AUSTIN, Texas -- The good news Texas lawmakers will head back to work with on Tuesday is there's more money to spend. 

• Texas Legislature returns to work Tuesday
• Comptroller Glenn Hegar said a robust economy will give the Legislature more spending power

Texas Comptroller Glenn Hegar offered his estimate Monday, giving lawmakers nearly $9 billion more for the next budget. 

With talk of tackling school finance reform and slowing the growth of Texans' property tax bills, that is welcomed news. However, Hegar warned lawmakers about heightened economic uncertainty in the U.S. and globally.  

"Being that we are in the longest economic expansion in modern history, at some point we're not going to be," said Hegar.  

For example, recent falling oil prices may excite Texas drivers at the pump, but Dale Craymer with the Texas Tax Payers and Research Association said that costs the state. 

"A $1-drop in the price of oil probably costs the state treasury somewhere close to $100 million in foregone tax revenue," said Craymer.  

Lawmakers go in with the idea they will have about $119 billion to spend over the next two years, which is up nearly $9 billion from the last budget. The state's savings account known as the rainy day fund will have a record balance of $15 billion. 

"This is a significant amount of money and we need to have a very healthy discussion and vet out all the issues which is what the legislature is going to do, I have no doubt whatsoever," said Hegar.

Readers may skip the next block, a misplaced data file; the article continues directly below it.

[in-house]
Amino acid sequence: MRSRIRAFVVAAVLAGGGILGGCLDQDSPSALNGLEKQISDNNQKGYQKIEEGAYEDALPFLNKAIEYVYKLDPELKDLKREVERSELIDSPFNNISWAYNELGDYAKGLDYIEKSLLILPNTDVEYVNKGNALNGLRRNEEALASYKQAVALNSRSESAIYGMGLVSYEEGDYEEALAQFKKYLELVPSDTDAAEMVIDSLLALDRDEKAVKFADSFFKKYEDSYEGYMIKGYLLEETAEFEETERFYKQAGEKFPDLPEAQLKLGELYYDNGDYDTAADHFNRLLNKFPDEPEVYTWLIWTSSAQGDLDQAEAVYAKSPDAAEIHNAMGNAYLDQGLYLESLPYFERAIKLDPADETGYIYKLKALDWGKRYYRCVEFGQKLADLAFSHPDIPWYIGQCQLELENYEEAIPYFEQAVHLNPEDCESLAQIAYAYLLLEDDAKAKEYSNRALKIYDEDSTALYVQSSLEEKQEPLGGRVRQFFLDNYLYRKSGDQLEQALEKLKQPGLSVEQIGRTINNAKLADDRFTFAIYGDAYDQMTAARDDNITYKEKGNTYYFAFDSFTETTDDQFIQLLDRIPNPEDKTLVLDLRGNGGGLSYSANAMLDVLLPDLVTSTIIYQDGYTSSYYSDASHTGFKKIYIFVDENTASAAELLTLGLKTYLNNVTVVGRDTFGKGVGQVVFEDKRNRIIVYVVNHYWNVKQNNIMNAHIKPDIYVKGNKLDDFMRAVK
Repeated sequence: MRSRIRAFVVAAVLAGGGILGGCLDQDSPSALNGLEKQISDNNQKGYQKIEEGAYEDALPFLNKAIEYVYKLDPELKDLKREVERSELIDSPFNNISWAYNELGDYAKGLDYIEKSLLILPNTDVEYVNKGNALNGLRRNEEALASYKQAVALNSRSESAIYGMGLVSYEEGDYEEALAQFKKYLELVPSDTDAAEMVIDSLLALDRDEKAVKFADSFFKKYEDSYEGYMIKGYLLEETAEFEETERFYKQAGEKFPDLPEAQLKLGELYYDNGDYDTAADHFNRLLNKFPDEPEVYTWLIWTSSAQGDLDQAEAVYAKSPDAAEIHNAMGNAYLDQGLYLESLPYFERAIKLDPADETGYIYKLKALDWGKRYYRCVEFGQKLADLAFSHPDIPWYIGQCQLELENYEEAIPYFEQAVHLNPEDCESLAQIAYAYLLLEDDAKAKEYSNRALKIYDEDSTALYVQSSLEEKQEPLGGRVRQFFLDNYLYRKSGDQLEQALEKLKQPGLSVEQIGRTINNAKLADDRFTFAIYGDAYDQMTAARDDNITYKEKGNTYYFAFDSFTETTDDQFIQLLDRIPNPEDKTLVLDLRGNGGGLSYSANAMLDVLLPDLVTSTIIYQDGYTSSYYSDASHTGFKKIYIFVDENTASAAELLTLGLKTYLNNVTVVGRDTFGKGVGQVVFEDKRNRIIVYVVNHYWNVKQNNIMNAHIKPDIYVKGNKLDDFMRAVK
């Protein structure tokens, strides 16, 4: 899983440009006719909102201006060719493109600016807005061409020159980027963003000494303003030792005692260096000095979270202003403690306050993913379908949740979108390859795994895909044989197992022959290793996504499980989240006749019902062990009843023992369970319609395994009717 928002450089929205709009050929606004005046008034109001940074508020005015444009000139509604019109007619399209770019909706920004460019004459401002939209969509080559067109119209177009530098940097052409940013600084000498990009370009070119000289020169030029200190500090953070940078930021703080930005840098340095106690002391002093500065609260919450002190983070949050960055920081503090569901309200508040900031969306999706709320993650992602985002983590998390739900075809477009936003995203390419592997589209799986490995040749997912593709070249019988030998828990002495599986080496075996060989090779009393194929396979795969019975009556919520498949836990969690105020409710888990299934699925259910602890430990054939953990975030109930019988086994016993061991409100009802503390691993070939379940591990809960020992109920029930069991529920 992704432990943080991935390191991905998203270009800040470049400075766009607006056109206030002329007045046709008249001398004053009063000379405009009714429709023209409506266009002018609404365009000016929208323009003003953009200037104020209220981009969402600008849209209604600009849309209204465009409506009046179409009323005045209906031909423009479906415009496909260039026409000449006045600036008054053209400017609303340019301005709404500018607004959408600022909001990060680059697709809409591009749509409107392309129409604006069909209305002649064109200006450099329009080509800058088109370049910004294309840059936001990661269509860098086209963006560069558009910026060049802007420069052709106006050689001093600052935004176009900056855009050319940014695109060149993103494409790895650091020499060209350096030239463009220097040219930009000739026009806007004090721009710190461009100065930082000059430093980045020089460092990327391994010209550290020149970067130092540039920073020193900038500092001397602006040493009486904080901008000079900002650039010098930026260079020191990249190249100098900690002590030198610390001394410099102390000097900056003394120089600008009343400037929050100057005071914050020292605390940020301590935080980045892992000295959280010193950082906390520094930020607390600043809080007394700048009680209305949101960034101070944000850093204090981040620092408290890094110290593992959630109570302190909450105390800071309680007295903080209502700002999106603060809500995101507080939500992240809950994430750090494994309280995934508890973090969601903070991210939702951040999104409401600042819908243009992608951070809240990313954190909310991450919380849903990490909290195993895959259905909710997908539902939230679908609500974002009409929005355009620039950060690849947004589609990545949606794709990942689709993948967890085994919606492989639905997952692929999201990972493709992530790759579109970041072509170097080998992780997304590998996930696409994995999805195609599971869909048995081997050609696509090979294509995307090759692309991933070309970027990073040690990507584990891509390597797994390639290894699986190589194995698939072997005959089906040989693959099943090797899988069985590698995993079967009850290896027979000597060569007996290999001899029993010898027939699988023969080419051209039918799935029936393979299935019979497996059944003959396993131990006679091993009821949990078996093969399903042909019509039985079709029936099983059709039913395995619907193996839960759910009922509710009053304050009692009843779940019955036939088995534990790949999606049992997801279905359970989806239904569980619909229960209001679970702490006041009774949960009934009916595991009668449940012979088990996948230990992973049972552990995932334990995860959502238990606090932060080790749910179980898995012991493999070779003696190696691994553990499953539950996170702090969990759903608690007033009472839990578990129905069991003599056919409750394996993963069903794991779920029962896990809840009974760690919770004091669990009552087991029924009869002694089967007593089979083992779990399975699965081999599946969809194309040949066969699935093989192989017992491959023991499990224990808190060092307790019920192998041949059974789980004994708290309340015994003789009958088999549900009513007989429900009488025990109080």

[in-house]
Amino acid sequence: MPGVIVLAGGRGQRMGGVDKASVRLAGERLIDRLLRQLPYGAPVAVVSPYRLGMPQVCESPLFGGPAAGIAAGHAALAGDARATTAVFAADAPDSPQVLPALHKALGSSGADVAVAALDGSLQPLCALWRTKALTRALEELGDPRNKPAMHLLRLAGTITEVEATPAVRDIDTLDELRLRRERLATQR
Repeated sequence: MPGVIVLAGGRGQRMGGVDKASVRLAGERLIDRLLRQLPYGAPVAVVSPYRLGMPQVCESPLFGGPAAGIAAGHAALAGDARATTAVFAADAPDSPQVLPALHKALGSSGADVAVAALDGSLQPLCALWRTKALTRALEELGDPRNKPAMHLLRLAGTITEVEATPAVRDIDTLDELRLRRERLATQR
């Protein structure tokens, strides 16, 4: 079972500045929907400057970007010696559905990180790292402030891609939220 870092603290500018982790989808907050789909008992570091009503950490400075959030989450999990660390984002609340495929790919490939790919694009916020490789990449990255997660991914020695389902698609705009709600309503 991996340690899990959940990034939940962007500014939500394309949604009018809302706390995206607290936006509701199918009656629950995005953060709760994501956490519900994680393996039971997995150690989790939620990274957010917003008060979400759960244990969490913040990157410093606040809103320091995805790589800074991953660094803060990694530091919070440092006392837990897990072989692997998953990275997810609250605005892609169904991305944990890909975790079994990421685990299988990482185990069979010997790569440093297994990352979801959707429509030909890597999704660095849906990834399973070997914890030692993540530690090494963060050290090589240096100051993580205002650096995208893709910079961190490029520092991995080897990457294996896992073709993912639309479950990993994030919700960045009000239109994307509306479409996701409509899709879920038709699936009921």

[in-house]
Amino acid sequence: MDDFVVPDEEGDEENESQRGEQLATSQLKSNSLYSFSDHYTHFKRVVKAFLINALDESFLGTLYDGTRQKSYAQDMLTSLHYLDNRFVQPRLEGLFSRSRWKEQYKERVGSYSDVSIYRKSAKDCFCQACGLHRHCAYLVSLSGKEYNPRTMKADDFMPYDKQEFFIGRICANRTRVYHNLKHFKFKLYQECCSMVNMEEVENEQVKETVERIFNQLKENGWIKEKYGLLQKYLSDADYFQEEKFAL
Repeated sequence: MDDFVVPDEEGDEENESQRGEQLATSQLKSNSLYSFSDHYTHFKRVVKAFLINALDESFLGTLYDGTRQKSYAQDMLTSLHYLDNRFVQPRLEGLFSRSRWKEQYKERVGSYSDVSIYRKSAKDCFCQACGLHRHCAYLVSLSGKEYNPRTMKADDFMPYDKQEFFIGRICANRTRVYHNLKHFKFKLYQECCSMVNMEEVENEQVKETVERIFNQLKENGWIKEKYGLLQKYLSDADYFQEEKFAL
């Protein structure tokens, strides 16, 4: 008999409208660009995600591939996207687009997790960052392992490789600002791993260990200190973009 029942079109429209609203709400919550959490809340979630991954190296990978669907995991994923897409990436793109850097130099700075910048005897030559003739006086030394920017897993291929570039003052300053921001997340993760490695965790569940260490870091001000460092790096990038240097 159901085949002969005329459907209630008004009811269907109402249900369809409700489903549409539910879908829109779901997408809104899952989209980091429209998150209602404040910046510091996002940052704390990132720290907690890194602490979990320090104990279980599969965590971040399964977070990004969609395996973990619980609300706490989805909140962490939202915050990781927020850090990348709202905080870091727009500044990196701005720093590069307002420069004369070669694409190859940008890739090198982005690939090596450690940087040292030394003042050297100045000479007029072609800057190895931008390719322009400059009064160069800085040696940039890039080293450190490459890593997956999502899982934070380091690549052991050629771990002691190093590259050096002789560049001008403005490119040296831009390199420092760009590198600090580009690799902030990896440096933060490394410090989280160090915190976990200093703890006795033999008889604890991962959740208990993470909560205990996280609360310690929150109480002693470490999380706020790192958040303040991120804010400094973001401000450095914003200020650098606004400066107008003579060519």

Lawmakers will debate whether to tap into the rainy day fund to pay for bills coming due from the last budget, including Hurricane Harvey recovery.

"There's more of a willingness to tap the rainy day fund for those one-time expenses," said Craymer.  

Advocates pushing for lawmakers to pump more money into public education are also saying lawmakers now have no excuse not to increase spending. 

"Five-billion would be enough for this current two years but then again, look at ways to raise new state revenue," said Eva DeLuna Castro.  

Balancing the budget is the only item lawmakers are constitutionally required to get done, but the budget battles could drag on for months.  The governor, lieutenant governor and other state lawmakers were quick to weigh in on the budget news. 

Most of them noted that it's a positive step toward being able to address school finance and property tax reform.